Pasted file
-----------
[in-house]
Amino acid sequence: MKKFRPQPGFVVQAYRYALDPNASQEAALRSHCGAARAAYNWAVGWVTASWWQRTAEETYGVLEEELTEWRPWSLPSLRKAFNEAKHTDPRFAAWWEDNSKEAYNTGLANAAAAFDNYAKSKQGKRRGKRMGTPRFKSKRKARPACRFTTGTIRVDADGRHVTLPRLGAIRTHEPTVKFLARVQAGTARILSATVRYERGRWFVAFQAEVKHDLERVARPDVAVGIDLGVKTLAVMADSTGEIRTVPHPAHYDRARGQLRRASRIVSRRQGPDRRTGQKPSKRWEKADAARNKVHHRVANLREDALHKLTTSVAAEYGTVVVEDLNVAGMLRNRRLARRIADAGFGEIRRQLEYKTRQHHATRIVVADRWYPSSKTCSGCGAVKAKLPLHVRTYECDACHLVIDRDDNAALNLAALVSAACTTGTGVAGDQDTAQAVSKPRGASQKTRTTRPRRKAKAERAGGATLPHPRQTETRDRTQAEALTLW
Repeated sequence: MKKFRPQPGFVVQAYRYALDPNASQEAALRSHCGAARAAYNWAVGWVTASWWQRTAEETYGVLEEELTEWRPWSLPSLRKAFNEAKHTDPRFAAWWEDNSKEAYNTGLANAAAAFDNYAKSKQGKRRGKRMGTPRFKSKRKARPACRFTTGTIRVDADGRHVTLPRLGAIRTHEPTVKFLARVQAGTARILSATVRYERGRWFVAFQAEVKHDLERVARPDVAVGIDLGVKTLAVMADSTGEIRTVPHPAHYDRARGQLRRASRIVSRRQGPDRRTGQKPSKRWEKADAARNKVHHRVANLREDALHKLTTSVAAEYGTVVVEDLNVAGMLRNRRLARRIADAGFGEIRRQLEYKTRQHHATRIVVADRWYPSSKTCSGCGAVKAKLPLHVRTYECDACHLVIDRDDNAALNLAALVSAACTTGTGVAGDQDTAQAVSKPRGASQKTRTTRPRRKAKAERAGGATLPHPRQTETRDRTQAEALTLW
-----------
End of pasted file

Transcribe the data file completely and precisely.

[in-house]
Amino acid sequence: MKKFRPQPGFVVQAYRYALDPNASQEAALRSHCGAARAAYNWAVGWVTASWWQRTAEETYGVLEEELTEWRPWSLPSLRKAFNEAKHTDPRFAAWWEDNSKEAYNTGLANAAAAFDNYAKSKQGKRRGKRMGTPRFKSKRKARPACRFTTGTIRVDADGRHVTLPRLGAIRTHEPTVKFLARVQAGTARILSATVRYERGRWFVAFQAEVKHDLERVARPDVAVGIDLGVKTLAVMADSTGEIRTVPHPAHYDRARGQLRRASRIVSRRQGPDRRTGQKPSKRWEKADAARNKVHHRVANLREDALHKLTTSVAAEYGTVVVEDLNVAGMLRNRRLARRIADAGFGEIRRQLEYKTRQHHATRIVVADRWYPSSKTCSGCGAVKAKLPLHVRTYECDACHLVIDRDDNAALNLAALVSAACTTGTGVAGDQDTAQAVSKPRGASQKTRTTRPRRKAKAERAGGATLPHPRQTETRDRTQAEALTLW
Repeated sequence: MKKFRPQPGFVVQAYRYALDPNASQEAALRSHCGAARAAYNWAVGWVTASWWQRTAEETYGVLEEELTEWRPWSLPSLRKAFNEAKHTDPRFAAWWEDNSKEAYNTGLANAAAAFDNYAKSKQGKRRGKRMGTPRFKSKRKARPACRFTTGTIRVDADGRHVTLPRLGAIRTHEPTVKFLARVQAGTARILSATVRYERGRWFVAFQAEVKHDLERVARPDVAVGIDLGVKTLAVMADSTGEIRTVPHPAHYDRARGQLRRASRIVSRRQGPDRRTGQKPSKRWEKADAARNKVHHRVANLREDALHKLTTSVAAEYGTVVVEDLNVAGMLRNRRLARRIADAGFGEIRRQLEYKTRQHHATRIVVADRWYPSSKTCSGCGAVKAKLPLHVRTYECDACHLVIDRDDNAALNLAALVSAACTTGTGVAGDQDTAQAVSKPRGASQKTRTTRPRRKAKAERAGGATLPHPRQTETRDRTQAEALTLW